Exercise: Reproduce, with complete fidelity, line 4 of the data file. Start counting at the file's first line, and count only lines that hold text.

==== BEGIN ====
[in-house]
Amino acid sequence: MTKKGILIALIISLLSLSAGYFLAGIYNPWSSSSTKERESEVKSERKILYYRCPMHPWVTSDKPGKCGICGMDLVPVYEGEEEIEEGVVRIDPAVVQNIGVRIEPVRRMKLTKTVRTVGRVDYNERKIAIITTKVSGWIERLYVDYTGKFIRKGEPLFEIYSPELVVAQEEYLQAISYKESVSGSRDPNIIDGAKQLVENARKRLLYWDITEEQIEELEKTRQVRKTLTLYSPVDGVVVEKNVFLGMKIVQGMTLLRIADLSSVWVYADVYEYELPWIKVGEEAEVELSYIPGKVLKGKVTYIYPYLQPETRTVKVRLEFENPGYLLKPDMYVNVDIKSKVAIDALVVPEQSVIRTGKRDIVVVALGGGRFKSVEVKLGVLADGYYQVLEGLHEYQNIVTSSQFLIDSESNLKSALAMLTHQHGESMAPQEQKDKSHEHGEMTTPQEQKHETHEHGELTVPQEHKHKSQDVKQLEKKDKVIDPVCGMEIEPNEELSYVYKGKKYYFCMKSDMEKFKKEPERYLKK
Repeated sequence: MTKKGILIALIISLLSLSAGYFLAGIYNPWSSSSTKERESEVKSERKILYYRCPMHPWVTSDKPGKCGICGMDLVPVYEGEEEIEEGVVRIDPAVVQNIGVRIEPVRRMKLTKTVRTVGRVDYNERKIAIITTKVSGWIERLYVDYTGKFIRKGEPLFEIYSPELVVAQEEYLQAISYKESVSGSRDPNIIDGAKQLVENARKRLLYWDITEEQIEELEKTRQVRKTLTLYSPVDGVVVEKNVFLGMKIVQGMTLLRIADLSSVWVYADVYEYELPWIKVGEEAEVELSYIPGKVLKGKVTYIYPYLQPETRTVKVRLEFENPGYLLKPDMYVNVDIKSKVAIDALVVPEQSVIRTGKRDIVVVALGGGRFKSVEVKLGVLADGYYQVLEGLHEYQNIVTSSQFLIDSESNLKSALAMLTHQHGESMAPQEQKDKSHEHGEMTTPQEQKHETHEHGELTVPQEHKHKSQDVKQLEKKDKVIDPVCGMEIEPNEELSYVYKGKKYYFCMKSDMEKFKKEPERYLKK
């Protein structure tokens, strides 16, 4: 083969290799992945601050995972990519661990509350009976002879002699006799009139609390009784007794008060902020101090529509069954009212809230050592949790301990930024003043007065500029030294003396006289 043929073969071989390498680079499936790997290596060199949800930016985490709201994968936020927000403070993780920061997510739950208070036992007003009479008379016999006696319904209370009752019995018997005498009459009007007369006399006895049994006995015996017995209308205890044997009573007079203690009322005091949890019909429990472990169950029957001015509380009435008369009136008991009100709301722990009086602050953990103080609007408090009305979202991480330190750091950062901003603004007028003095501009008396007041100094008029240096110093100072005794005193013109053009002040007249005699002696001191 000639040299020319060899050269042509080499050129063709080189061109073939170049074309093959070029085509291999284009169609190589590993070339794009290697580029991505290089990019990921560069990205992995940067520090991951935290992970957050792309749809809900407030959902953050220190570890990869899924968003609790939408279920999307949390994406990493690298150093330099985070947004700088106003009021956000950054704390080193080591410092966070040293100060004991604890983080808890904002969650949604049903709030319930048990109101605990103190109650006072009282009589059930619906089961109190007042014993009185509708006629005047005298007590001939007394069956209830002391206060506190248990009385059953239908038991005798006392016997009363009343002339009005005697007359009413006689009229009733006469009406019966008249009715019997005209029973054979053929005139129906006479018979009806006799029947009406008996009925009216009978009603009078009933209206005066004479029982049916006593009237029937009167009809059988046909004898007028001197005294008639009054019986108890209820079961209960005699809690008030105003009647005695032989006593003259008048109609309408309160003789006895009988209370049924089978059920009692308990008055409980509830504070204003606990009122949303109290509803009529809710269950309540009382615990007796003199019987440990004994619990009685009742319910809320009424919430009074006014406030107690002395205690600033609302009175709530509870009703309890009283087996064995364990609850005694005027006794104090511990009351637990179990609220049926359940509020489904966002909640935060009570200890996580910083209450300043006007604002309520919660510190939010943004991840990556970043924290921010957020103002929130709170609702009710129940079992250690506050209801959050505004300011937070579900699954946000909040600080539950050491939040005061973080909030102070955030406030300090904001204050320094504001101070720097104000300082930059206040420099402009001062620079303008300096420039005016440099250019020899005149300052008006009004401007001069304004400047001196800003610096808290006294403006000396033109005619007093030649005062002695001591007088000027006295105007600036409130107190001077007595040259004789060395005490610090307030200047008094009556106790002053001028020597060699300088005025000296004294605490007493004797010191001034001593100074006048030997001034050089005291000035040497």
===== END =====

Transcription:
């Protein structure tokens, strides 16, 4: 083969290799992945601050995972990519661990509350009976002879002699006799009139609390009784007794008060902020101090529509069954009212809230050592949790301990930024003043007065500029030294003396006289 043929073969071989390498680079499936790997290596060199949800930016985490709201994968936020927000403070993780920061997510739950208070036992007003009479008379016999006696319904209370009752019995018997005498009459009007007369006399006895049994006995015996017995209308205890044997009573007079203690009322005091949890019909429990472990169950029957001015509380009435008369009136008991009100709301722990009086602050953990103080609007408090009305979202991480330190750091950062901003603004007028003095501009008396007041100094008029240096110093100072005794005193013109053009002040007249005699002696001191 000639040299020319060899050269042509080499050129063709080189061109073939170049074309093959070029085509291999284009169609190589590993070339794009290697580029991505290089990019990921560069990205992995940067520090991951935290992970957050792309749809809900407030959902953050220190570890990869899924968003609790939408279920999307949390994406990493690298150093330099985070947004700088106003009021956000950054704390080193080591410092966070040293100060004991604890983080808890904002969650949604049903709030319930048990109101605990103190109650006072009282009589059930619906089961109190007042014993009185509708006629005047005298007590001939007394069956209830002391206060506190248990009385059953239908038991005798006392016997009363009343002339009005005697007359009413006689009229009733006469009406019966008249009715019997005209029973054979053929005139129906006479018979009806006799029947009406008996009925009216009978009603009078009933209206005066004479029982049916006593009237029937009167009809059988046909004898007028001197005294008639009054019986108890209820079961209960005699809690008030105003009647005695032989006593003259008048109609309408309160003789006895009988209370049924089978059920009692308990008055409980509830504070204003606990009122949303109290509803009529809710269950309540009382615990007796003199019987440990004994619990009685009742319910809320009424919430009074006014406030107690002395205690600033609302009175709530509870009703309890009283087996064995364990609850005694005027006794104090511990009351637990179990609220049926359940509020489904966002909640935060009570200890996580910083209450300043006007604002309520919660510190939010943004991840990556970043924290921010957020103002929130709170609702009710129940079992250690506050209801959050505004300011937070579900699954946000909040600080539950050491939040005061973080909030102070955030406030300090904001204050320094504001101070720097104000300082930059206040420099402009001062620079303008300096420039005016440099250019020899005149300052008006009004401007001069304004400047001196800003610096808290006294403006000396033109005619007093030649005062002695001591007088000027006295105007600036409130107190001077007595040259004789060395005490610090307030200047008094009556106790002053001028020597060699300088005025000296004294605490007493004797010191001034001593100074006048030997001034050089005291000035040497």